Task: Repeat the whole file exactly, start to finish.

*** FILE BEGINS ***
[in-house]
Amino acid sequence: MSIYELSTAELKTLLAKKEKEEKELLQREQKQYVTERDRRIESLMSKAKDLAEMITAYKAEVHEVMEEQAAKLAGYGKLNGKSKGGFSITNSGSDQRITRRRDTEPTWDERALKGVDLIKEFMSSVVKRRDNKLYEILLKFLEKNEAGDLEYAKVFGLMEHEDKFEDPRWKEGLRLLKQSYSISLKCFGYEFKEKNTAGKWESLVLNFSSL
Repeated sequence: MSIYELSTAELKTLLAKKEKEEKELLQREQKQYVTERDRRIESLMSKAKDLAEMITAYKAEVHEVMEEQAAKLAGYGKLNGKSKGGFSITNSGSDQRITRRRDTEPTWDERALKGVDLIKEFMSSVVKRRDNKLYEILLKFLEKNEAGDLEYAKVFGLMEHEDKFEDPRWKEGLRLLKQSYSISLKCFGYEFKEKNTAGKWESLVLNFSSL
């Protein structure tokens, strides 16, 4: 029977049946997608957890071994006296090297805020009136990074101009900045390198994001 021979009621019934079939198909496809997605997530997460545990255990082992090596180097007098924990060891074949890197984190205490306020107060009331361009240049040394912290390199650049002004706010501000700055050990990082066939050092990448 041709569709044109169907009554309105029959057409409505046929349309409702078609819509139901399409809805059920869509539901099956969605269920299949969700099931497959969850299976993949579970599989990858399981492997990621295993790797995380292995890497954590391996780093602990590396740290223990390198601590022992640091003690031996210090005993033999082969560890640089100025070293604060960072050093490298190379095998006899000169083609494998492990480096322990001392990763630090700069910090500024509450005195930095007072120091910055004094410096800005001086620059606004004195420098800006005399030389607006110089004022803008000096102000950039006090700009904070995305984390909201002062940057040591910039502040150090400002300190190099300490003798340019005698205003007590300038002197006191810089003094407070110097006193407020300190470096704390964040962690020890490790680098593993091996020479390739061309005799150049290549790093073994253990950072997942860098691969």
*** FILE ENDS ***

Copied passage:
[in-house]
Amino acid sequence: MSIYELSTAELKTLLAKKEKEEKELLQREQKQYVTERDRRIESLMSKAKDLAEMITAYKAEVHEVMEEQAAKLAGYGKLNGKSKGGFSITNSGSDQRITRRRDTEPTWDERALKGVDLIKEFMSSVVKRRDNKLYEILLKFLEKNEAGDLEYAKVFGLMEHEDKFEDPRWKEGLRLLKQSYSISLKCFGYEFKEKNTAGKWESLVLNFSSL
Repeated sequence: MSIYELSTAELKTLLAKKEKEEKELLQREQKQYVTERDRRIESLMSKAKDLAEMITAYKAEVHEVMEEQAAKLAGYGKLNGKSKGGFSITNSGSDQRITRRRDTEPTWDERALKGVDLIKEFMSSVVKRRDNKLYEILLKFLEKNEAGDLEYAKVFGLMEHEDKFEDPRWKEGLRLLKQSYSISLKCFGYEFKEKNTAGKWESLVLNFSSL
């Protein structure tokens, strides 16, 4: 029977049946997608957890071994006296090297805020009136990074101009900045390198994001 021979009621019934079939198909496809997605997530997460545990255990082992090596180097007098924990060891074949890197984190205490306020107060009331361009240049040394912290390199650049002004706010501000700055050990990082066939050092990448 041709569709044109169907009554309105029959057409409505046929349309409702078609819509139901399409809805059920869509539901099956969605269920299949969700099931497959969850299976993949579970599989990858399981492997990621295993790797995380292995890497954590391996780093602990590396740290223990390198601590022992640091003690031996210090005993033999082969560890640089100025070293604060960072050093490298190379095998006899000169083609494998492990480096322990001392990763630090700069910090500024509450005195930095007072120091910055004094410096800005001086620059606004004195420098800006005399030389607006110089004022803008000096102000950039006090700009904070995305984390909201002062940057040591910039502040150090400002300190190099300490003798340019005698205003007590300038002197006191810089003094407070110097006193407020300190470096704390964040962690020890490790680098593993091996020479390739061309005799150049290549790093073994253990950072997942860098691969």